We are not calling on HTA to stop marketing Hawaii, though we think they could greatly reduce their spending. We are saying, let’s cut back, let’s find the balance between tourism and maintaining Kauai’s laid-back lifestyle and scenic beauty. Let’s make this work for our visitors and the people who call Kauai home.

That said, a complete job description for each position HTA is looking to fill, including responsibilities and qualifications, is available for review online at HTA’s website at

Applications are being accepted and reviewed by Inkinen &Associates, a Honolulu-based executive search and consulting firm, that was retained by HTA through a request for quotation bid process to support the filling of each position. Three sub-committees, led by selected members of HTA’s Board of Directors, have been appointed to review the applicants who are deemed as viable, qualified candidates to be considered as finalists for each position.

Interested applicants for each position should submit their resume with cover letter and salary requirements to Inkinen &Associates via email at by Aug. 24.

We hope the person who becomes HTA’s next president and CEO can achieve that balance of tourism promotion, and protecting what makes Hawaii special.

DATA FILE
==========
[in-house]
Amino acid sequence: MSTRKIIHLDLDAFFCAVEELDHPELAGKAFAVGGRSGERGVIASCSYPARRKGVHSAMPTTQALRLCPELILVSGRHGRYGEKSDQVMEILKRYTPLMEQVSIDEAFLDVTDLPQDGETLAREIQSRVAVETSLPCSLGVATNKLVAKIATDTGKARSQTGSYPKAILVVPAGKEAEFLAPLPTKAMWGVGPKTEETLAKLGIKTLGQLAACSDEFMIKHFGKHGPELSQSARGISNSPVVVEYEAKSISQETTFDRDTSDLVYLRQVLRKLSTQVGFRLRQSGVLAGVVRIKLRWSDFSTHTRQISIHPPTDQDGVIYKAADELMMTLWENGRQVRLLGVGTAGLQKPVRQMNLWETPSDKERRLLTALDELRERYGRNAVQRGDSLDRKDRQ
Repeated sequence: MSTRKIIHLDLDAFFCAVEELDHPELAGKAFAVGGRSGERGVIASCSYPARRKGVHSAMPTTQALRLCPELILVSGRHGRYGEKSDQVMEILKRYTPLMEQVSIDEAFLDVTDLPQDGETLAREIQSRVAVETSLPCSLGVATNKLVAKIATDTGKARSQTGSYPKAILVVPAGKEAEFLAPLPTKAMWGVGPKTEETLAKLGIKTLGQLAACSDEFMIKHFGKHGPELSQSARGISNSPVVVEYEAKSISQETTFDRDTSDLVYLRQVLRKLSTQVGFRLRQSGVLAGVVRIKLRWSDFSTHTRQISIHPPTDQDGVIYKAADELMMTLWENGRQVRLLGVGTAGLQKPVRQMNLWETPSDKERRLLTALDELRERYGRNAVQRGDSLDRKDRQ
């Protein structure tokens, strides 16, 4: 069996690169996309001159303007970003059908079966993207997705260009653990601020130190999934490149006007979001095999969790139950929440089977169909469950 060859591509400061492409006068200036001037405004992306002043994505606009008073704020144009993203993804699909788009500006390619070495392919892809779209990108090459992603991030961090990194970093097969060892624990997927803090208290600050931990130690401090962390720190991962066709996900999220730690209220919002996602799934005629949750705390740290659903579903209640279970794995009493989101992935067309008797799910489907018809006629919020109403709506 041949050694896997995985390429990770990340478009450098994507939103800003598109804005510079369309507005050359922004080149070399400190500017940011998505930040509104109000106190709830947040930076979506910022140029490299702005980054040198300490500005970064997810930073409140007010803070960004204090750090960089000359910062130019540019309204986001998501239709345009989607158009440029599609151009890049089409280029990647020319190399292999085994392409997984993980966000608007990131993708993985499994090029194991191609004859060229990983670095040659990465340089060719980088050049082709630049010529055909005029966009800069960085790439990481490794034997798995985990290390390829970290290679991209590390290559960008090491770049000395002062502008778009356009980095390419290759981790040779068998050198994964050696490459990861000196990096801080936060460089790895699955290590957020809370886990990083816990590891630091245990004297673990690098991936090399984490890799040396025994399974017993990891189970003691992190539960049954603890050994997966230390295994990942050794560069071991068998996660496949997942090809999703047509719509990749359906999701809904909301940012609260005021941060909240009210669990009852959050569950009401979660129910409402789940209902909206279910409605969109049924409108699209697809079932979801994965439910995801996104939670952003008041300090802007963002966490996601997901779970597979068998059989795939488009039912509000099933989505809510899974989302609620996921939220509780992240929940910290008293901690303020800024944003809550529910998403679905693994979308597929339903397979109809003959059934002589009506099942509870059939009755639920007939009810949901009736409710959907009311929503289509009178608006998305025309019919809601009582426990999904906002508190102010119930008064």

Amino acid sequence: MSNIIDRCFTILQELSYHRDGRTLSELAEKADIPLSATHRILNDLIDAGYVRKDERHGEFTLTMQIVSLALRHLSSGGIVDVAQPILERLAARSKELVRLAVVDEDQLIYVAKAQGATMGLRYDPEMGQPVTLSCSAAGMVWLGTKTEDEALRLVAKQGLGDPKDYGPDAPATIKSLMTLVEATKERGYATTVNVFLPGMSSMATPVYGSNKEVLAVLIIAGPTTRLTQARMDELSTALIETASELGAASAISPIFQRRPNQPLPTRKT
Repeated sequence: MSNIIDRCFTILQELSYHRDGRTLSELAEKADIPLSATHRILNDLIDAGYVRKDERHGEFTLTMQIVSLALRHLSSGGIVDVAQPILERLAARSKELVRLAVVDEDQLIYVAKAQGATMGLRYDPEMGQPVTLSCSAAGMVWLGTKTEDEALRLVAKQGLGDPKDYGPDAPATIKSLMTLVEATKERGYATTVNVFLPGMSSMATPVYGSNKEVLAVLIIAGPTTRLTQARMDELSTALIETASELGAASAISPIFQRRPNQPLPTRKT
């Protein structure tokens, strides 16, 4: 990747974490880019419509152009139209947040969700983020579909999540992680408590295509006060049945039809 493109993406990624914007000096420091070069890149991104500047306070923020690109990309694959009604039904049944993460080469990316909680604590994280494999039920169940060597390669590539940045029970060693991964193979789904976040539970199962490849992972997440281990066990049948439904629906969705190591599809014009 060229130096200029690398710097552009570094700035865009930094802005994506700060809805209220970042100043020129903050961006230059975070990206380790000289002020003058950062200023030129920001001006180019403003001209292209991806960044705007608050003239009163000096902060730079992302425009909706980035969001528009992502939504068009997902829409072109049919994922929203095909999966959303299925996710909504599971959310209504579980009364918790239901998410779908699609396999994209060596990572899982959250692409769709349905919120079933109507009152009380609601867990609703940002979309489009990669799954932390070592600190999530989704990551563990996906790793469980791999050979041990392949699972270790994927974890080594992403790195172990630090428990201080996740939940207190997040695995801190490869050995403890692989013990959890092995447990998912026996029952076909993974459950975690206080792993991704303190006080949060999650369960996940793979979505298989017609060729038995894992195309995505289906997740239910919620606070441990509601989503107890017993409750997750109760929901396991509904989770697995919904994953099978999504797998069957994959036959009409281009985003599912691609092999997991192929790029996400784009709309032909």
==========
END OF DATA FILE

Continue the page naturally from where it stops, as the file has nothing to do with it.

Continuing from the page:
1. Craig Millett August 3, 2018 9:08 am Reply

    Sales and marketing are mindlessly destroying the best places on Earth.

  2. PauloT August 3, 2018 12:07 pm Reply

    Very good article. But just when it seemed to be calling for the HTA to stop spending funds to market Hawaii, it said it was not calling for that. Why not? Is there any harm in taking a long break from marketing our visitor overloaded state? If the HTA remains an entity, can’t it go back to marketing if we ever drop too much visitor counts, someday in the future? Of course it can. Let’s stop blowing funds on ruining our islands by overloading the golden goose.

  3. I saw a Vampire once August 3, 2018 3:03 pm Reply

    I beg to differ. $80 million dollars. Make it $1.5 billion dollars and we’ve got Florida. $$$$

  4. james August 4, 2018 7:52 am Reply

    Check your sources. There is no way Kauai got over a million tourists in June alone. Maybe 100,000 if that. Nice editing and research. How can you print something so obviously incorrect? Didn’t anyone proof read this editorial?

  5. Sandy August 4, 2018 7:54 am Reply

    We definitely don’t need to market our island. We don’t even need a tourism board. It’s a complete waste of money.

    But, whomever did the research on this article didn’t dig deep enough: we did not get a million visitors in a month! Oahu gets about 400,000 to 500,000 per month.

    How about we put that money into figuring out how to save the island from imploding due to pollution caused by cesspools?

  6. Scott foster August 5, 2018 6:06 pm Reply

    Many have a different take on this. I’m not being paid by anyone for my writing: